Throughout the whole of our campaign we must place the need of national unity as the sure means of being able not only to organise all that the Second Front demands, but also to evoke the fighting spirit, the morale that will never weaken, the capacity for abundant sacrifice and the government leadership that can mobilise the entire people.

Amidst all this speculation as to the role of the Prime Minister; the political intriguing that is going on; to which Beaverbrook [10] also drew attention in his American speech; the putting forward of freak candidates and place-seekers at by-elections, let our party show that it stands out as the champion of a real national unity – one that is unbreakable – one that by its insistence can force through necessary changes in the government.

Not the interests of private persons and political cliques, but the interests of the people and nation as a whole is what we seek to protect and advance. This can only be done on the basis of national unity. These are extraordinary times. Everything that makes life worthwhile is at stake, and if others fail to make this understood – we can.

This is the fundamental approach that governs our attitude at this critical moment to the by-elections which have, and are taking place. This is what will govern our attitude in any future by-election, whatever decisions are reached in each particular case that arises.


All notes have been provided by the MIA.

1. Emanuel ‘Manny’ Shinwell (1884-1986) was a Labour MP during 1922-24, 1928-31, 1935-70, and was Minister for Fuel, Light and Power and for War under Clement Attlee’s governments during 1945-51. Harold Joseph Laski (1893-1950) was an influential left-wing academic and writer, he was Chairman of the Labour Party during 1945-46. Aneurin ‘Nye’ Bevan (1897-1960) was Labour MP for Ebbw Vale during 1929-60, and Minister for Health during 1945-51 and played a key role in establishing the National Health Service. During the late 1930s, all three were firm advocates of cooperation between the Labour and Communist Parties, which was strongly opposed by the Labour Party leadership, which was dominated by right-wingers.

2. The major political parties in Britain observed an electoral truce during the Second World War, meaning that if, say, a Conservative MP’s seat became vacant through resignation or death, the Labour and Liberal Parties would not stand in the ensuing by-election. The Communist Party supported this, and did not stand candidates once the Soviet Union was invaded in June 1941 and the party gave its support to Churchill’s wartime government. Pollitt’s article appeared shortly after a by-election in Cardiff in which the Labour and Communist Parties supported the Conservative candidate, Sir James Grigg, against Fenner Brockway (1888-1988), who made an unsuccessful challenge for the Independent Labour Party. Left-wingers made various attempts to break the electoral truce, and shortly after the article appeared, Tom Driberg (1905-1976), standing as an Independent Socialist, beat the otherwise unopposed Conservative candidate in a by-election in Maldon, Essex.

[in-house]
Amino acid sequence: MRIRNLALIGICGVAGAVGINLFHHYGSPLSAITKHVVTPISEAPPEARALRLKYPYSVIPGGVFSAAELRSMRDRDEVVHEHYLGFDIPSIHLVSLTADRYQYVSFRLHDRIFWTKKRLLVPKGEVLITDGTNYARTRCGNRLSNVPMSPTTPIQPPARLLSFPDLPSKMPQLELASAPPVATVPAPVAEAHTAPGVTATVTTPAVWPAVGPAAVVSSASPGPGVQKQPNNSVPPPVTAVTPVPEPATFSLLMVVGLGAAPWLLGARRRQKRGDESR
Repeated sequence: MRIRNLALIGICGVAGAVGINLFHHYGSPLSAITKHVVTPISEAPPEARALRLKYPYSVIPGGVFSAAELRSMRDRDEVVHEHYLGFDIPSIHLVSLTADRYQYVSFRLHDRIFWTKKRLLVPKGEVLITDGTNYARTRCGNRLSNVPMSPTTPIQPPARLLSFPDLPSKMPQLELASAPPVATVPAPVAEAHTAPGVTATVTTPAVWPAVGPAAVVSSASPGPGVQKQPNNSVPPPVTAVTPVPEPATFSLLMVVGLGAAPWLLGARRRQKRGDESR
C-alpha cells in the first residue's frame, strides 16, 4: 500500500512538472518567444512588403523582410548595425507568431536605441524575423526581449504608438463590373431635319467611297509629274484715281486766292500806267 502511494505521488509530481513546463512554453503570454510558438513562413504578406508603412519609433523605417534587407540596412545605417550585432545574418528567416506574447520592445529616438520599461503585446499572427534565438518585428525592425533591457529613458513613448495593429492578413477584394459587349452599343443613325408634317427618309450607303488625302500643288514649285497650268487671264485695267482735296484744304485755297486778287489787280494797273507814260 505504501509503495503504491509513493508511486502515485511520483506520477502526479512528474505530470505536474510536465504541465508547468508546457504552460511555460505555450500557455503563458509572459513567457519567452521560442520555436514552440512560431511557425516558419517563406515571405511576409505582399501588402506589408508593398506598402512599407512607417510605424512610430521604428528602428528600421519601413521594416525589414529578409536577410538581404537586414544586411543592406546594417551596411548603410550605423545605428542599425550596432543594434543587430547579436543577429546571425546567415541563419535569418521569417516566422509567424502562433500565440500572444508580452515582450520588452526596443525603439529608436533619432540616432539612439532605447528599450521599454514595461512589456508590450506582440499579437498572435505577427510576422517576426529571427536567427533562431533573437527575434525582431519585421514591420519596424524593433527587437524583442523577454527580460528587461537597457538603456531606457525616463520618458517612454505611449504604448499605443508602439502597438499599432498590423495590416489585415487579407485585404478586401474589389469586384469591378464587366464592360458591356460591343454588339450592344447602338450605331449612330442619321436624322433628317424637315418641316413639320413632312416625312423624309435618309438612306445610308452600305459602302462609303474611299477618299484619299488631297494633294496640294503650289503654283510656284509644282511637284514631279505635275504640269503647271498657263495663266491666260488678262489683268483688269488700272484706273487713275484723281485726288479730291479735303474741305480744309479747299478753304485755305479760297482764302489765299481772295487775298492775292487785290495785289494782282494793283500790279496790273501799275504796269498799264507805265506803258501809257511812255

3. Sir Oswald Ernald Mosley, Sixth Baronet of Ancoats (1896-1980) was a Conservative MP during 1918-22, an Independent MP during 1922-24, and a Labour MP during 1926-31. In 1930, he proposed a radical programme for the Labour Party, calling for increased state intervention, which was rejected. This programme formed the theoretical basis of the New Party, which he formed in February 1931, and which moved rapidly towards fascism. Mosley formed the British Union of Fascists in October 1932, which became Britain’s main fascist party of the 1930s.

4. That is, an invasion of Western Europe.

5. The Communist Party called for the establishment of Joint Production Committees in industry in which trade unions and factory managements could elaborate ways of increasing production.

6. The Communist Party’s Daily Worker was banned in January 1941 when the party was opposed to the war; it was allowed to reappear in September 1942.

7. In October 1934, the General Council of the Trades Union Congress issued an instruction that was known as the ‘Black Circular’ which instructed Trades Councils to bar delegates who were members of the Communist Party. Here, Pollitt is using the term to describe all instructions by the TUC, trade-union and Labour Party leaders aimed against the Communist Party and its ancillary organisations.

8. The Daily Herald was a socialist newspaper that appeared in various guises from 1912 to 1964; at this point it reflected the opinion of the leadership of the Labour Party, that is, a right-wing social-democratic standpoint. Reynolds News was a Sunday newspaper that ran from 1850 to 1967; at first Liberal in outlook, it was acquired by the National Cooperative Press on behalf of the Labour Party.

9. This was appended as an appendix to Pollitt’s article.

10. William Maxwell ‘Max’ Aitken, First Baron Beaverbrook (1879-1964) was a Canadian British businessman and newspaper proprietor; he owned the right-wing Daily Express and Sunday Express, and served in British Cabinets in both World Wars.